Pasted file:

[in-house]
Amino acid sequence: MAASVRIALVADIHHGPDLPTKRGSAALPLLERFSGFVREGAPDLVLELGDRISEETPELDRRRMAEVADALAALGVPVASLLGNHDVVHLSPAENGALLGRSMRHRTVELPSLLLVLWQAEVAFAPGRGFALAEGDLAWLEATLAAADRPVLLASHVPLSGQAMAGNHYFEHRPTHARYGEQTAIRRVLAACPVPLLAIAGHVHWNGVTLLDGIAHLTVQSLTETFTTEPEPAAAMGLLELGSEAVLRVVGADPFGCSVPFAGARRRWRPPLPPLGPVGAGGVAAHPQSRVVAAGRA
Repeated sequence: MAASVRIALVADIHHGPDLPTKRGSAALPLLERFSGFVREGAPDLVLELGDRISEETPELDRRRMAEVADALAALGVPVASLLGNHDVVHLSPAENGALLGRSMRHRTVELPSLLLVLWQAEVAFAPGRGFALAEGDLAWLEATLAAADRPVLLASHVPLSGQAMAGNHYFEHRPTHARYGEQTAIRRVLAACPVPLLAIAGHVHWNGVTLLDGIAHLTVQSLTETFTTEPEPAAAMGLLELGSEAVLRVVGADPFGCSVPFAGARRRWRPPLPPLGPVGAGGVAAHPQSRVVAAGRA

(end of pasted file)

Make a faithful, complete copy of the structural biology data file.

[in-house]
Amino acid sequence: MAASVRIALVADIHHGPDLPTKRGSAALPLLERFSGFVREGAPDLVLELGDRISEETPELDRRRMAEVADALAALGVPVASLLGNHDVVHLSPAENGALLGRSMRHRTVELPSLLLVLWQAEVAFAPGRGFALAEGDLAWLEATLAAADRPVLLASHVPLSGQAMAGNHYFEHRPTHARYGEQTAIRRVLAACPVPLLAIAGHVHWNGVTLLDGIAHLTVQSLTETFTTEPEPAAAMGLLELGSEAVLRVVGADPFGCSVPFAGARRRWRPPLPPLGPVGAGGVAAHPQSRVVAAGRA
Repeated sequence: MAASVRIALVADIHHGPDLPTKRGSAALPLLERFSGFVREGAPDLVLELGDRISEETPELDRRRMAEVADALAALGVPVASLLGNHDVVHLSPAENGALLGRSMRHRTVELPSLLLVLWQAEVAFAPGRGFALAEGDLAWLEATLAAADRPVLLASHVPLSGQAMAGNHYFEHRPTHARYGEQTAIRRVLAACPVPLLAIAGHVHWNGVTLLDGIAHLTVQSLTETFTTEPEPAAAMGLLELGSEAVLRVVGADPFGCSVPFAGARRRWRPPLPPLGPVGAGGVAAHPQSRVVAAGRA